Your Room is an Instrument (pre-mastering)

Discussion in 'Production' started by sati, Jan 28, 2008.

  1. sati

    sati Code Monkey

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    (posted on DSCI -- thought you ladies might be instested as well)

    Your Room is an Instrument

    One oft-overlooked and absolutely crucial aspect to the mixing/pre-mastering process is the room you are working in.


    [​IMG]
    The ASC Attack Wall


    You have an empty room, and that's if you are lucky. Correctly position your speakers (hopefully you atleast have some cheap "studio monitors") first.


    [​IMG]
    Placing Speakers in a Rectangular Room


    Notice you are working against the shortest wall in the room -- this is important! Follow the link in the caption for the above diagram if you must position your speakers against the long wall [not optimal.]


    Did you see that ASC Attack Wall in the picture just below my intro? Now you need to think about reflection (empty room?) and absorption (or a lack thereof...)

    That's probably $8,000.00/₤16.000 worth of Tube-Traps (used to abosorb lower frequncies as well as reflect or absorb high frequencies depending on which side is facing the sound source.

    It does two major things:

    1) Reduces reflections like slap-back/flutter [read: echo] as well as early reflections (those reflections coming from the surface just behind [or closest to] the sound source.) Notice the monitors are sitting within a similiar looking device, this is (I believe) an attempt to reduce early reflection.

    2) Reflects from certain points to retain a sense of acoustic space. No one listens to this stuff in an anechoic chamber. Meaning it's important not to over-do it and end up with an "acoustically dead" mixing environment.

    [​IMG]
    Anechoic chamber - From Wikipedia, the free encyclopedia


    Also, it's always good to have a sound-absorbing surface on the wall directly in front of you [to reduce early reflection] as well as the two side-walls. A little wall coverage on each wall (don't forget the floor/ceiling) will go a long way towards damping unwanted reflection!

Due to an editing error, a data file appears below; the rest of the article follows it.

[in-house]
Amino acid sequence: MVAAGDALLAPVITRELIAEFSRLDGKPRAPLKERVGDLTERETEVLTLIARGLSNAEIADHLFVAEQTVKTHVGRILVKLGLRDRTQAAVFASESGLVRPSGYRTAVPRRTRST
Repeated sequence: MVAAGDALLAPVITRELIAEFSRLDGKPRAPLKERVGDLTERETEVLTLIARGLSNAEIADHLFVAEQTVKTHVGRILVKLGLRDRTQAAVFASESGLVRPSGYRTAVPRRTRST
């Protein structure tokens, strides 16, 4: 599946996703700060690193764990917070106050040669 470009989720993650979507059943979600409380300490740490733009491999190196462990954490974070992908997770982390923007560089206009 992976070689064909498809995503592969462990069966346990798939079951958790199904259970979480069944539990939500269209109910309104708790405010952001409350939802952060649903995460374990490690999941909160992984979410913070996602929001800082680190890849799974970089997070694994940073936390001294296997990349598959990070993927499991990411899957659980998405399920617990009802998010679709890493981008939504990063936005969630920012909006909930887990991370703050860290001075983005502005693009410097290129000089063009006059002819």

[​IMG]
    Auralex absorption panels and a bass-trap


    What about the BASS?

    Your [rectangular] room has three frequencies that you are probably unaware of. These correspond with the dimnsions (width, length, and height) of your room. These are frequencies that will develop as standing waves within your room. Eventually you will be compensating for the existance of these, whether you are boosting bands which are lost due to interference with standing waves or directly reducing frequencies around the harmonics of your room (creating a weak band in your mix.) This translates to a mix that sounds good on your system, but not so good on others. (It's important to note that reflection of high frequencies [discussed previously] also contributes to this.)

    [​IMG]
    Hermholtz Resonator


    What do you do about them? Well, you could follow the link in the caption for that ancient looking device above and create one specifically for your room -OR- you can try some Bass-Traps in the corners...


    Bass-Traps

    These come in a lot of flavors, but traditionally they are corner-mounted, composed of insulation, and designed to convert low-frequency vibrations into heat. Use them to "tighten" the bass response in your room. Sub-woofer recommended!

    [​IMG]
    A Do-it-yourself Bass-Trap


    ...And remember to decouple your monitors from your desk or mixing console! You can use 4 glass beads that have one flat side (used in fish-tanks) or you can buy some MoPADs from Auralex. They keep your monitors from turning your desk into another sound source!



    Good Luck!

    (sati)
     
    Last edited: Jan 28, 2008
  2. Toejam

    Toejam OOOBEY DOOBEY

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  3. sati

    sati Code Monkey

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    Essentially, why your mix sounds like crap in your car, at your friends house, against a commercial release, etc...
     
  4. Indi

    Indi Tha Original ThreadKilla!

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    Good post (y)



    There's a thread already in here somewhere that tells you how to soundproof your recording room cheaply and effectively.
     
  5. thomfletcher

    thomfletcher Member

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    Intresting ... thanks for the advice (y)